27/07/2017 / ‘Alternative Nobel’ Laureate Begins Hunger Strike Against India’s Mega Dam Evictions

‘Alternative Nobel’ Laureate Begins Hunger Strike Against India’s Mega Dam Evictions

Environment, Human Rights, 27/07/2017

Today, Indian activist and ‘Alternative Nobel’ Laureate Medha Patkar begins an indefinite fast on the banks of the Narmada River she has fought 30 years to save from mega dam projects.

Patkar, who shared the 1991 Right Livelihood Award with her Narmada Bachao Andolan movement, is protesting against the imminent eviction of some 40,000 families living in the areas that will be submerged once the gates of Sardar Sarovar, Narmada’s largest dam, are closed. The residents have been given until the end of the month to leave their homes – even if they have nowhere else to go.

According to the Narmada Bachao Andolan activists, this will represent the single biggest forced eviction in modern Indian history – despite a drawn-out legal battle to defend local residents’ right to resettlement and rehabilitation, twice confirmed by India’s Supreme Court.

At 163 meters high, Sardar Sarovar dam will have a reservoir spread over 40,000 hectares across three Indian states: Madhya Pradesh, Maharashtra and Gujarat. Ironically, the planned completion of this mega-development project comes at a time of heavy rainfall in Gujarat, breaking the drought that was previously cited as the main reason for the dam.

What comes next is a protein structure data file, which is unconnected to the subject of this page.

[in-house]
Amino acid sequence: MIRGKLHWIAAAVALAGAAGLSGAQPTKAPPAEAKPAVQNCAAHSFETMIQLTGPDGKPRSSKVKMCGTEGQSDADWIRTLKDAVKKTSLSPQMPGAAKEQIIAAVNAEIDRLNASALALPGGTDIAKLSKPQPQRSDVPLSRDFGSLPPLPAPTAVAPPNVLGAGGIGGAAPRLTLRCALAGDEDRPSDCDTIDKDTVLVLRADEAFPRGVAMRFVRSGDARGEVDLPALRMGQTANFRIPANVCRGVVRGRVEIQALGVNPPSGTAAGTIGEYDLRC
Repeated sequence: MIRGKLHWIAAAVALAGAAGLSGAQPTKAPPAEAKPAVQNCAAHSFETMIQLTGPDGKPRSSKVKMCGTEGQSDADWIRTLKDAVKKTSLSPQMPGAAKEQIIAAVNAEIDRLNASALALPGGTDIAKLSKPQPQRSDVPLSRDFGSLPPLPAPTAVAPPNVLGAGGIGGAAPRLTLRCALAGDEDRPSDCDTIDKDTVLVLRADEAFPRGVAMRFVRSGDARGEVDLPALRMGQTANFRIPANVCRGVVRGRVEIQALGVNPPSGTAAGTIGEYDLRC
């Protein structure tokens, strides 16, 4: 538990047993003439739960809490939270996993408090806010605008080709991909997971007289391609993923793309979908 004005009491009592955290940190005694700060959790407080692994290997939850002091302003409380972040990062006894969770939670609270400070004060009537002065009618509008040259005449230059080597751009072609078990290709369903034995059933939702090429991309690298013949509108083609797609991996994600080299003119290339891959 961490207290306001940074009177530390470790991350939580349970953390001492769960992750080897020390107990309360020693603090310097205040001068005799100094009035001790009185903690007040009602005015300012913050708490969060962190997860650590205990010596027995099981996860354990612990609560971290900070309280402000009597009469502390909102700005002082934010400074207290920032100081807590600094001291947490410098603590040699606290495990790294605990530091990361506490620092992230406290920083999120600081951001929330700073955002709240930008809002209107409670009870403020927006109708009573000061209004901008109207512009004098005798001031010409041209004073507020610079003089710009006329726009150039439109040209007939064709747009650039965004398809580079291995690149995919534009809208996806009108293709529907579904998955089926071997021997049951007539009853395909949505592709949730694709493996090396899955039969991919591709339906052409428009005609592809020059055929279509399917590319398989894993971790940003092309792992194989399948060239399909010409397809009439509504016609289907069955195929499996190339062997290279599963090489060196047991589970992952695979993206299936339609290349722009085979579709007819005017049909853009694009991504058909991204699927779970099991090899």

“With not a drop of water being available to Madhya Pradesh from Sardar Sarovar, it’s shocking to see that the state does not hesitate to sacrifice its living communities. It has […] shamelessly declared the project across the world as a symbol of development,” activists said in a statement. Patkar and her colleagues are steadfast in calling for the rights of the affected communities to be respected, and for no one to be displaced until all rehabilitation and resettlement sites are ready with the necessary civic amenities.

Narmada Bachao Andolan is a non-violent movement of the people of Narmada. For more than three decades, the movement stood against India’s mega dam projects, calling for viable alternatives designed to benefit the poor and the environment. In the process, it forced the World Bank to withdraw its funding of the Narmada dam project, and contributed to building a global coalition against big dams.

For more information, please contact:

Narmada Bachao Andolan, nba.badwani@gmail.com

Right Livelihood Award Foundation, communications@rightlivelihood.org

Video about Medha Patkar’s 30-year battle to save the Narmada River is available from: https://vimeo.com/219489548